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Indonesia: Papua Flag Raisers Named as Treason Suspects

Victor Mambor
Jayapura, Indonesia
2019-12-04
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People flee as a local market burns during an anti-Jakarta protest in Fakfak, a town in Indonesia’s West Papua province, Aug. 21, 2019.
People flee as a local market burns during an anti-Jakarta protest in Fakfak, a town in Indonesia’s West Papua province, Aug. 21, 2019.
AP

At least thirty-eight people in Indonesia’s easternmost provinces were named treason suspects over the last week in connection with attempts to raise the Papuan flag, police and lawyers told BenarNews.

Dozens more were arrested and questioned as security forces moved to prevent flag-raisings on Dec. 1, which some Papuans consider their national day.

Raising the Papuan flag is illegal in Indonesia, where tensions are high in Papua following violent demonstrations earlier this year and escalating demands for a referendum on independence for the region.

Twenty people arrested Saturday in Sentani, an area near the Papuan provincial capital of Jayapura, are expected to be charged with treason, Yohanis Mambrasar, a lawyer with the Papua Human Rights Advocates Association (PAHAM), confirmed to BenarNews.

“That’s right. Twenty people have been named treason suspects. They will be charged under Article 106, in conjunction with Article 87, and Article 110 in conjunction with Article 88 of the Criminal Code,” he said.

Of these, six also will be charged with possessing weapons and one will face charges of incitement, said Victor Makbon, the police chief in Jayapura.

The 20 suspects and 14 others who were questioned and released came to Jayapura from other parts of the province to attend a flag-raising, Mambrasar said.

Seven people arrested in Manokwari, a coastal town in West Papua province, were being held for questioning after being picked up on Nov. 27, a local police official said.

“They are still under police custody at Manokwari Police Headquarters, while investigators are still looking for a man with the initials A.N.” who allegedly incited them to hold a protest, said Musa J. Permana, who heads the Crime and Research Unit at the regency’s police department. Police would release more information about the case soon, he added.

However, Yan Warinussi, a lawyer from the Legal Aid Research, Study and Development Institute (LP3BH) said police had named seven of the eight people detained in Manokwari as suspects.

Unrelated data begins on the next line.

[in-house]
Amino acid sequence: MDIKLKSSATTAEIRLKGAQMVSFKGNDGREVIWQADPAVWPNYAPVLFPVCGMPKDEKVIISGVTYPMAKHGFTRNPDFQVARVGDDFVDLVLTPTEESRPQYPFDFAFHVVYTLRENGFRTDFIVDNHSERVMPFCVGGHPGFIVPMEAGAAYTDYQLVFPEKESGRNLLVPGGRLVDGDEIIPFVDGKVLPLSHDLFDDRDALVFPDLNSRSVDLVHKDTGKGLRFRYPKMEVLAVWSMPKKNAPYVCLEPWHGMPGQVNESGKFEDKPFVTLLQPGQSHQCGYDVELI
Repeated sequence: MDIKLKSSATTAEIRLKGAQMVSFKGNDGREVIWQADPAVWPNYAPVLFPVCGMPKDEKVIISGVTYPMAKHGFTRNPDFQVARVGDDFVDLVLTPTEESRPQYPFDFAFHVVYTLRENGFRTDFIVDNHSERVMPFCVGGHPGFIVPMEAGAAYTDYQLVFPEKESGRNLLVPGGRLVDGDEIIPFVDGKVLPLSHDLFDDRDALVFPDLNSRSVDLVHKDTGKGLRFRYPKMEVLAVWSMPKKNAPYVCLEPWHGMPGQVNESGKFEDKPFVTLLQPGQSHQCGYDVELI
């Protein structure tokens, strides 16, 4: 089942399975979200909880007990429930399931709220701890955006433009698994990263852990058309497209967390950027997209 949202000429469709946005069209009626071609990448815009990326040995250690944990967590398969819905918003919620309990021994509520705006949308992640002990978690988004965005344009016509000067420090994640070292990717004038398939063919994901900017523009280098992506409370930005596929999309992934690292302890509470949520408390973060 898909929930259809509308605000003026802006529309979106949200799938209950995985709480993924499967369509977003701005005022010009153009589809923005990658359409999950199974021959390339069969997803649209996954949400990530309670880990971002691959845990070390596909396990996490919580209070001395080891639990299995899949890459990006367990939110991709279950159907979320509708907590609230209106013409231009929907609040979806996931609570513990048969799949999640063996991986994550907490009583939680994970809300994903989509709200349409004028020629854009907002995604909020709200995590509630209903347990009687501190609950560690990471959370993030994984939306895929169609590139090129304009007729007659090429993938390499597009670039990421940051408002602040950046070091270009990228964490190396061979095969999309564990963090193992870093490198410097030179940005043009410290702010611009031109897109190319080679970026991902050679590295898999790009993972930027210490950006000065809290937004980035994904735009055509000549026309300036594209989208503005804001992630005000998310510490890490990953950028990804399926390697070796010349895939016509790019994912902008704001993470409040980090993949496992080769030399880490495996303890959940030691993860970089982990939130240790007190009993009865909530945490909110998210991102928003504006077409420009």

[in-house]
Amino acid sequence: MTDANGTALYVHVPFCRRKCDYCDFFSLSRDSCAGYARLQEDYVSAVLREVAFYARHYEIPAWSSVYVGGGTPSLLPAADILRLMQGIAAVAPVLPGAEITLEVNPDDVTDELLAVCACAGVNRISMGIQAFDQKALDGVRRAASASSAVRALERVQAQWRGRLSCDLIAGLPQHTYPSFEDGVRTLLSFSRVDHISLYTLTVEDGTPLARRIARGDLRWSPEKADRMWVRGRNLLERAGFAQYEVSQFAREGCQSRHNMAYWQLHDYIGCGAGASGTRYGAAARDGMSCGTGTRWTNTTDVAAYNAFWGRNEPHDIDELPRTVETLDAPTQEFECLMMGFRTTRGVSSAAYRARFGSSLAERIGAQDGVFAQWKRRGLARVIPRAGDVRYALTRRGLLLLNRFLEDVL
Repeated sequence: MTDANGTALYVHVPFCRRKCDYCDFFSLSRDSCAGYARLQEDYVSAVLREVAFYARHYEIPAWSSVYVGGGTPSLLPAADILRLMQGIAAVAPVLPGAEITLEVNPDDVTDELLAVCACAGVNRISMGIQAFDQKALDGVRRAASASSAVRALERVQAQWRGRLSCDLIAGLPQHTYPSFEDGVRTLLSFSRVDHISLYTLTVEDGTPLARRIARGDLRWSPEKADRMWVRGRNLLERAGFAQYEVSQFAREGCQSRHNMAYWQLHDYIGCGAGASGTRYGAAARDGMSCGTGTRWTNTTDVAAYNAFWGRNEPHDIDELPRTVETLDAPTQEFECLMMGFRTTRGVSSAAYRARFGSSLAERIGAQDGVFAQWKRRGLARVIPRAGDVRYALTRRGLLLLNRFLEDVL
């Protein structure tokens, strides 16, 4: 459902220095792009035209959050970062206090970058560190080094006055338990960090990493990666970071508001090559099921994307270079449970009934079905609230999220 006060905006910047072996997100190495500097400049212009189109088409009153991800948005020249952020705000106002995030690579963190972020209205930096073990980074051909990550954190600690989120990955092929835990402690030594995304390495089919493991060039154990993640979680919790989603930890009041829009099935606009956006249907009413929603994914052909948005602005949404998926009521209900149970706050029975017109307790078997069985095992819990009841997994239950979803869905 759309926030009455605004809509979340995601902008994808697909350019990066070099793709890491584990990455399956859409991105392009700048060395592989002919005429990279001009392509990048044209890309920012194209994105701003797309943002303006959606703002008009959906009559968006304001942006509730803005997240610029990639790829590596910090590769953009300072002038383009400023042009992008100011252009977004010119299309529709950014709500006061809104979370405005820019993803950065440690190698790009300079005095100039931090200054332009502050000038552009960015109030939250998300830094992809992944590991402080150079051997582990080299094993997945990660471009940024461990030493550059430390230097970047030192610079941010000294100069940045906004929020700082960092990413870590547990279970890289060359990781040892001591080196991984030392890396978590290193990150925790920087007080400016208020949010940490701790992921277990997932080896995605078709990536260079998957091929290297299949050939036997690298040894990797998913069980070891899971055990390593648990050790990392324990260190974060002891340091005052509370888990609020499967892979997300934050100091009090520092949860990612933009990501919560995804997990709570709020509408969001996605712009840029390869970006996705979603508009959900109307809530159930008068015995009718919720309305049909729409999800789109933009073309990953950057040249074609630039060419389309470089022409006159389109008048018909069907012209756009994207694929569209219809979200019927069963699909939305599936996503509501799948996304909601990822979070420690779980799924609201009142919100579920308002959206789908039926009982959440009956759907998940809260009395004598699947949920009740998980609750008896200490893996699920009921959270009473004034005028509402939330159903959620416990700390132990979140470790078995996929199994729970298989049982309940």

Meanwhile, West Papua Police Chief Brig. Gen. Herry Rudolf Nahak said police had arrested 11 people and charged them with treason after a flag-raising ceremony on Dec. 1 at Puncak Malanu, in Sorong, another coastal town in West Papua province.

Arrests also took place in Fakfak, on the southern coast of West Papua, including dozens who allegedly attempted to raise a flag at the official residence of the regent, the top local official. Twenty of these people allegedly had cards stating they were members of the West Papuan National Liberation Army (TPNPB).

Fakfak police chief Ary Nyoto Setiawan said 23 people had raised Papua’s Morning Star flag in Warpa Kayuni village.

“About 20 will be named treason suspects,” he said.

Two leaders of the United Liberation for West Papua were questioned by police in Jayapura over an appeal to worship to commemorate Dec. 1, the date Papuans declared independence from Dutch colonial rule in 1961.

Four men arrested during worship at Gembala Baik Church in the largely Christian province were released without charges early Monday after questioning, according to LBH Papua, the Papua Branch of Indonesian Legal Aid Foundation. The pastor of the church, James Kossay, was also questioned by police and released.

Police previously charged six activists with treason for flying the banned flag during a rally demanding a referendum on self-determination in Jakarta late August.

In addition, they are seeking the arrest of Australian-based Indonesian human rights lawyer Veronica Koman. She is accused of spreading misinformation through her social-media posts about police treatment of the Papuan students in Surabaya.

A low-level separatist conflict has unfolded since the 1960s in Papua. The region declared its independence from Dutch colonial rule on Dec. 1, 1961. But that was rejected by the Netherlands and later by Indonesia.

In 1963, Indonesian forces invaded the region and annexed it.

Six years later, the region held a referendum in which security forces selected slightly more than 1,000 people to agree to Papua’s formal absorption into the nation, according to human rights advocacy groups.

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